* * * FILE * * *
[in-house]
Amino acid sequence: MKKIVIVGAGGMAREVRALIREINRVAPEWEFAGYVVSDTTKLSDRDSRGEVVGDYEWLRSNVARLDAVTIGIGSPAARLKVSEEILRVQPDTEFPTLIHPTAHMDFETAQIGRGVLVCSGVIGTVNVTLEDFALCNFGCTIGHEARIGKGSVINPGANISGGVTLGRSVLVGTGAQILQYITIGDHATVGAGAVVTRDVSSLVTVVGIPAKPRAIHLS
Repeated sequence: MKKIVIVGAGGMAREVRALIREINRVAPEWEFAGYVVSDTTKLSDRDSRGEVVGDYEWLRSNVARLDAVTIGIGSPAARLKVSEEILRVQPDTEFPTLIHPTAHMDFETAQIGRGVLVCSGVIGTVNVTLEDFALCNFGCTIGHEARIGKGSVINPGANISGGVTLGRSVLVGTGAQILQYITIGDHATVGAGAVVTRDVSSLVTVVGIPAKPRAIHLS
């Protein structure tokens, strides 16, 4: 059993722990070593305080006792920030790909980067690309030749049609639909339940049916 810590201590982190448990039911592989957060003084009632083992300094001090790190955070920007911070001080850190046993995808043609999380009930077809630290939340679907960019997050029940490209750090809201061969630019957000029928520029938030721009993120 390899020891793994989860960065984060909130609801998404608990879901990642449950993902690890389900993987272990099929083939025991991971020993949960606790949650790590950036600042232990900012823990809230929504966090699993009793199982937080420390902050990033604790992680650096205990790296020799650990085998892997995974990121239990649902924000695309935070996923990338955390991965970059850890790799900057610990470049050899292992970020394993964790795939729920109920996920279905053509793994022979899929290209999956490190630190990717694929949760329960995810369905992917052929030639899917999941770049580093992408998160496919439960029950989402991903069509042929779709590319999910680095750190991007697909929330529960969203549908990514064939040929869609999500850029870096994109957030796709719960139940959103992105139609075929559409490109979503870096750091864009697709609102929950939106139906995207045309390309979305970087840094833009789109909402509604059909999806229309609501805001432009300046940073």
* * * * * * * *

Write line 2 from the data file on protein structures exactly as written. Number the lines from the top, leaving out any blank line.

Amino acid sequence: MKKIVIVGAGGMAREVRALIREINRVAPEWEFAGYVVSDTTKLSDRDSRGEVVGDYEWLRSNVARLDAVTIGIGSPAARLKVSEEILRVQPDTEFPTLIHPTAHMDFETAQIGRGVLVCSGVIGTVNVTLEDFALCNFGCTIGHEARIGKGSVINPGANISGGVTLGRSVLVGTGAQILQYITIGDHATVGAGAVVTRDVSSLVTVVGIPAKPRAIHLS